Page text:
Since then, the family has traveled to 11 countries -- living off savings and odd jobs. Without a mortgage, car payments, and other monthly expenses, their financial outlay has been small. They've stayed in hostels in European cities, lived on a small island off the coast of Panama, and couch-surfed with friends in Buenos Aires. Now, they've found a place they're going to call home -- for a while at least -- in Castellanos, a tiny town on the outskirts of the small city of Salta, in Argentina. "The people here are lovely, the place is laid-back, and it's much more affordable to live long-term," says Leigh.
Currently Noah and Leigh run a community center for students, artists, travelers, educators, and writers. Lila attends a local school in the morning, comes home for a family lunch, and returns for an afternoon program of drama and art classes and has even started belly-dancing lessons.
Though it's almost as idyllic as it sounds, Leigh says that it can be isolating to live in a place where the culture is so different. "Many people tend to hang out only with those they've known for years, so it can be hard to break into their circle and form strong friendships," she says. Different expectations can also lead to challenges. For example, when Lila needed a costume decorated for her dance class, the moms were expected to do the beading. "It was no problem for the other moms, who knew where to buy beads, what they were called, and how to sew," says Leigh. "But I didn't even know the Spanish words for needle, thread, or the hundreds of different types of beads that exist."
Leigh and Noah plan to stay for at least another year. Then they may go to Israel -- where Leigh has family -- though Australia, New Zealand, and Southeast Asia are possible.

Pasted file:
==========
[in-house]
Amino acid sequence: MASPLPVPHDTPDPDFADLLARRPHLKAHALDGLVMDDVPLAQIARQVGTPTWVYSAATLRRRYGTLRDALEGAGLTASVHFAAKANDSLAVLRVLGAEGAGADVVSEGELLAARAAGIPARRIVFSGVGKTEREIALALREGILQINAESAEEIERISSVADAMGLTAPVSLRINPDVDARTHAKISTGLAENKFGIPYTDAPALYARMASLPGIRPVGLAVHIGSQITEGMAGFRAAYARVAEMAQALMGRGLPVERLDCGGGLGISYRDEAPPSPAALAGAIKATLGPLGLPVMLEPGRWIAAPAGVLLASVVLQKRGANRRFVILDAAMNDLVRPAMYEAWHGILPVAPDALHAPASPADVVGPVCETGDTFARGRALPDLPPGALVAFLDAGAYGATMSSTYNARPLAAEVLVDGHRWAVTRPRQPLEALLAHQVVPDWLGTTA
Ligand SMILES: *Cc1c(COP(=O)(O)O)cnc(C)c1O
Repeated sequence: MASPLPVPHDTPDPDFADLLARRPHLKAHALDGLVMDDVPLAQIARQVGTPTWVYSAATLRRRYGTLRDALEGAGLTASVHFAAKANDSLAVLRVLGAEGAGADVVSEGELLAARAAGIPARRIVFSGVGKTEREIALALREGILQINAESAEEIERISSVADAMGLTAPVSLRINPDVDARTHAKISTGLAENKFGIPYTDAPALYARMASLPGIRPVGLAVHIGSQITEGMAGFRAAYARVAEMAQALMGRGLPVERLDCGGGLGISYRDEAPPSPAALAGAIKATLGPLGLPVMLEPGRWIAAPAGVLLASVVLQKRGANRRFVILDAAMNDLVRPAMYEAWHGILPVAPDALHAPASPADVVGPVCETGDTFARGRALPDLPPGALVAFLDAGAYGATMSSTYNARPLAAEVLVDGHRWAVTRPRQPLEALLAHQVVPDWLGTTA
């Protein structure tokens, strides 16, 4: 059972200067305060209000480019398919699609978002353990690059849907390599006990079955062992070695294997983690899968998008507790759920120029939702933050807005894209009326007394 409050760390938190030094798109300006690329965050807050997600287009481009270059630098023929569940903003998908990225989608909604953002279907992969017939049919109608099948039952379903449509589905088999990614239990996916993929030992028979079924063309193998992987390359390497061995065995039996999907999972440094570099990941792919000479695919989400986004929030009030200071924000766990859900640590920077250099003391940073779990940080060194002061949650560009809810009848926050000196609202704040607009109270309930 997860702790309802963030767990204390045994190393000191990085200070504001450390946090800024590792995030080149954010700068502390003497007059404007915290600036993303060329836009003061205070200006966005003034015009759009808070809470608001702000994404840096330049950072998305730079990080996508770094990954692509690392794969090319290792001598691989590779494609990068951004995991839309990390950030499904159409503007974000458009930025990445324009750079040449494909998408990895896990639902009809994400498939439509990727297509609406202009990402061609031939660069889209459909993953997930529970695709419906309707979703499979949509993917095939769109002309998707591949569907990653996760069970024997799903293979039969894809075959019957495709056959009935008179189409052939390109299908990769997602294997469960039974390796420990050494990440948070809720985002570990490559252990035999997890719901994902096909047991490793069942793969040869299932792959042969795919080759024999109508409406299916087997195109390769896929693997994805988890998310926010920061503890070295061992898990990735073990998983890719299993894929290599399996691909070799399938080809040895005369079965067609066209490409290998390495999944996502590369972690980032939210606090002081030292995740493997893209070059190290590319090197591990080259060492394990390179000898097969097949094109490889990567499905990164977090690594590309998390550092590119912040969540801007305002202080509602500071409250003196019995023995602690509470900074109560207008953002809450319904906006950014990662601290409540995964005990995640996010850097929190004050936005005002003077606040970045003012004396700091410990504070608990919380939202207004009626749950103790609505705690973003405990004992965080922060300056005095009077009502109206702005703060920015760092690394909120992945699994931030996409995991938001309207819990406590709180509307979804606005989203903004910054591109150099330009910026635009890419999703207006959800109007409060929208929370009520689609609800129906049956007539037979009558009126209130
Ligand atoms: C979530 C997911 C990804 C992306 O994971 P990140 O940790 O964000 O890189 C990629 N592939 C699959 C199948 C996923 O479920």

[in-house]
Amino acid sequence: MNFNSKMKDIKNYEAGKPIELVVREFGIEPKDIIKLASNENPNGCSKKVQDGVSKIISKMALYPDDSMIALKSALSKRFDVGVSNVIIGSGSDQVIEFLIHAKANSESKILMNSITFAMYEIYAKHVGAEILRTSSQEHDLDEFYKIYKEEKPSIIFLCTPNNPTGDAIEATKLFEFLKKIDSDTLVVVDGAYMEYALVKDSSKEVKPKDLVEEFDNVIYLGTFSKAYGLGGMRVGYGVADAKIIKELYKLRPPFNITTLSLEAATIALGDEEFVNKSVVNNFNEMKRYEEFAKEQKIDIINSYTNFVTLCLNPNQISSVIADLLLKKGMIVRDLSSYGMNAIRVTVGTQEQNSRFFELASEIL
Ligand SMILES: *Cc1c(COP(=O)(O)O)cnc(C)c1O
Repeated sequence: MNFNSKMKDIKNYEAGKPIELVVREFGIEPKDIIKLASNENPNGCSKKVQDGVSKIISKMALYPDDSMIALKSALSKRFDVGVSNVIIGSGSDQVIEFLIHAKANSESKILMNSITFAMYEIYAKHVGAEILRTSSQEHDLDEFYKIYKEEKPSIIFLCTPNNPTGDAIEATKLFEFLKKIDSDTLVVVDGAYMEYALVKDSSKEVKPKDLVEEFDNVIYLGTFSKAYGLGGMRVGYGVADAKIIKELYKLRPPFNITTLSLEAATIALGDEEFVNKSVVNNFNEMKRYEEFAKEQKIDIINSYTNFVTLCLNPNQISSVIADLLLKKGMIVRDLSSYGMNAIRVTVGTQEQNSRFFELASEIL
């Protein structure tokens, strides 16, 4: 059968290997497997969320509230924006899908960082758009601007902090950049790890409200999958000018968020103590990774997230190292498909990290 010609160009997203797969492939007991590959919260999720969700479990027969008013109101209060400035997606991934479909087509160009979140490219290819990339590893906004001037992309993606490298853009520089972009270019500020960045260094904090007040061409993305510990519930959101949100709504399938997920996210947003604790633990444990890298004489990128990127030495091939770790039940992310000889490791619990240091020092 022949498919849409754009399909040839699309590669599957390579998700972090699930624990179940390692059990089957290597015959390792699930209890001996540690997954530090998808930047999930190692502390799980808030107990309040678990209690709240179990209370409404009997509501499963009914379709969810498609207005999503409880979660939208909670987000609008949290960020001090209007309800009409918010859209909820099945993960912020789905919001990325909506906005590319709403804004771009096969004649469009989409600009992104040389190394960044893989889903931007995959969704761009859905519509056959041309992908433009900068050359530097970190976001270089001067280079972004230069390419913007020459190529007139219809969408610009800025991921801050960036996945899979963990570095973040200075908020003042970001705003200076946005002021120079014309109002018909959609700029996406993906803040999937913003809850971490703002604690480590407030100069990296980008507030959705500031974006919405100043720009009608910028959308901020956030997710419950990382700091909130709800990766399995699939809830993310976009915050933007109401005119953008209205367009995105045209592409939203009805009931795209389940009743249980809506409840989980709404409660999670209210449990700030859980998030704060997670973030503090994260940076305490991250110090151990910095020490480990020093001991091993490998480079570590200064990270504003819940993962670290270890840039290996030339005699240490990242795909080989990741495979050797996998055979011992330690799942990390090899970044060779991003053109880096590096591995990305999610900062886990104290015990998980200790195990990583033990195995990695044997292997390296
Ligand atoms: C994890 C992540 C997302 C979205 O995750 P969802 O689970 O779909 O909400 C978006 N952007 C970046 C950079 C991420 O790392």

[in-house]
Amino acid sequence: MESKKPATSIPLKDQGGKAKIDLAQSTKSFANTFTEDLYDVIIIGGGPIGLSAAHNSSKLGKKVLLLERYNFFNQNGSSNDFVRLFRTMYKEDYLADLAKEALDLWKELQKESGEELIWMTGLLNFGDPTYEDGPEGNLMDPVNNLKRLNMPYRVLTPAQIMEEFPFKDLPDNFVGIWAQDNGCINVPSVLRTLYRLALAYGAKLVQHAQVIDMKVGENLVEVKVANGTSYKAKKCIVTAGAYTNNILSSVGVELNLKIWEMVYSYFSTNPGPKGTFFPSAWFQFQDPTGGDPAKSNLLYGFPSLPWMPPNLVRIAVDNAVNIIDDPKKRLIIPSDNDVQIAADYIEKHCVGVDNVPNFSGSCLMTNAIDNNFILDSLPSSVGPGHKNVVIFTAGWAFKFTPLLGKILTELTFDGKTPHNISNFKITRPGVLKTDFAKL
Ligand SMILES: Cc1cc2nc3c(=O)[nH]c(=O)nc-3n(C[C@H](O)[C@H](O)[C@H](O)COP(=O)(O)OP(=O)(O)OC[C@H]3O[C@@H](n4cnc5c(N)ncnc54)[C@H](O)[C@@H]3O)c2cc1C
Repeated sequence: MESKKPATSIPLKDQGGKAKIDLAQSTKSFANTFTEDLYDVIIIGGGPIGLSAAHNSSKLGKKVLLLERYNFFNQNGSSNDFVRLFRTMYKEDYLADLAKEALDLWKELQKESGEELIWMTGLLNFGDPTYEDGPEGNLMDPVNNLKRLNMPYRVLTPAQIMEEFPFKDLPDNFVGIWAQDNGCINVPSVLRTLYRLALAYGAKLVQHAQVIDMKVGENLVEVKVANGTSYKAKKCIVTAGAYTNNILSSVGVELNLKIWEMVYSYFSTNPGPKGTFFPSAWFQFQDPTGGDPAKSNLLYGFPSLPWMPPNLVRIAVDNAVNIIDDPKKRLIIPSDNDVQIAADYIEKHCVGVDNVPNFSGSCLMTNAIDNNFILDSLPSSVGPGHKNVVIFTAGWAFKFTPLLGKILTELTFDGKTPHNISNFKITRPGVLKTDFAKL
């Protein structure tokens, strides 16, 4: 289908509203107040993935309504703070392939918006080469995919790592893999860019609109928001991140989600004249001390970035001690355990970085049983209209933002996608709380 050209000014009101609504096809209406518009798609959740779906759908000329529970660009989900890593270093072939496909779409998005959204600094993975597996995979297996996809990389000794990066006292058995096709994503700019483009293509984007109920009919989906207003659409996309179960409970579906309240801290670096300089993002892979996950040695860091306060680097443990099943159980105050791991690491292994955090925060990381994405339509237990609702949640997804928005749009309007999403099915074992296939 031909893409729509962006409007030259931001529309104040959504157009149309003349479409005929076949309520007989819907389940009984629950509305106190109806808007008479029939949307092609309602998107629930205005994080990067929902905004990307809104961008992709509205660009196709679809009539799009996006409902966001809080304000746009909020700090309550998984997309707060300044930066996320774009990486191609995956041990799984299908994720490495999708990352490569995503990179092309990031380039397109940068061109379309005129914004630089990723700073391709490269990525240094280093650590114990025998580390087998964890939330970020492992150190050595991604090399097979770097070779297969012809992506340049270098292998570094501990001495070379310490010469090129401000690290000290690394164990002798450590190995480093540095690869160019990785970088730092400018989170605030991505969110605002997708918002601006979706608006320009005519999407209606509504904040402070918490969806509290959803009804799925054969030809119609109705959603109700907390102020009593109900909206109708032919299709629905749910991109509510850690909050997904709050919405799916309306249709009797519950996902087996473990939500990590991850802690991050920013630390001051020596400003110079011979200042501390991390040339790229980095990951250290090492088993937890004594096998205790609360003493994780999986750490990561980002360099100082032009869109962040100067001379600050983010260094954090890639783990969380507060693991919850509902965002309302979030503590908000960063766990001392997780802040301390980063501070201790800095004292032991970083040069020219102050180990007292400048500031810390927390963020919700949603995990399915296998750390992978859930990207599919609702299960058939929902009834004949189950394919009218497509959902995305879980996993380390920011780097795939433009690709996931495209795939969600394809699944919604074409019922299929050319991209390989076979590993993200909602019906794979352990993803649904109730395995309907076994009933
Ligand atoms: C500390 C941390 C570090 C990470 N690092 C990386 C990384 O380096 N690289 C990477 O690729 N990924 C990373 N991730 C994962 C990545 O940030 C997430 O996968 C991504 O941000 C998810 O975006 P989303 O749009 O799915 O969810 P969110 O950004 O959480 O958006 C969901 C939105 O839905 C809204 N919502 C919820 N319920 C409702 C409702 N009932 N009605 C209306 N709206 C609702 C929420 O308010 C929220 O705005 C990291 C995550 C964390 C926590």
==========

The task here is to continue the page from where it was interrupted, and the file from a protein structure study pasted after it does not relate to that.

As for Lila, she is learning some important lessons from her nomadic life. "She has friends all over the world, and she can confidently walk up to a group of children, whether they speak her language or not, and forge friendships," says Leigh.
Since August of 2006, Laureen and Jason Hudson, along with their kids, Rowan, 8, Kestrel, 5, and Aurora, 2, have called a 47-foot, three bedroom catamaran home. "Our goal is to teach them that the world is a fascinating place," says Laureen, a freelance editor and scuba instructor. "We work to pay the bills, but that's it," she says.
Starting in March, the Hudsons are embarking on a world tour, beginning with Mexico. A friend runs a school there, and they've enrolled their presently homeschooled kids for three months of Spanish immersion. "We'll spend a few seasons there, sail to Costa Rica, then across to the Marquesas, and finish by island-hopping in the South Pacific," says Laureen. "It's impossible to plan a rigorous schedule when you're dealing with factors like the ocean, unpredictable weather, and three kids, so we're keeping it casual." During the tour, Laureen says her kids will be learning geography, navigation, meteorology, sailing, boat repair, and sociology in a hands-on way. As for making friends, the seafaring community is a tight-knit, kid-friendly group. "We arrange to meet up around the world," says Laureen.
The family has no TV on the boat; they do have computers and Internet, as well as surfing and scuba gear. Most important, they enjoy hanging with each other. "Even when we had a land house, we all ended up in the same room," says Laureen. The biggest plus for a life at sea? "Boat kids have to be responsible." says Laureen. "It's not 'us' telling 'them' to do their chores; it's all of us pulling together to get things done."
Originally published in the April 2011 issue of Parents magazine.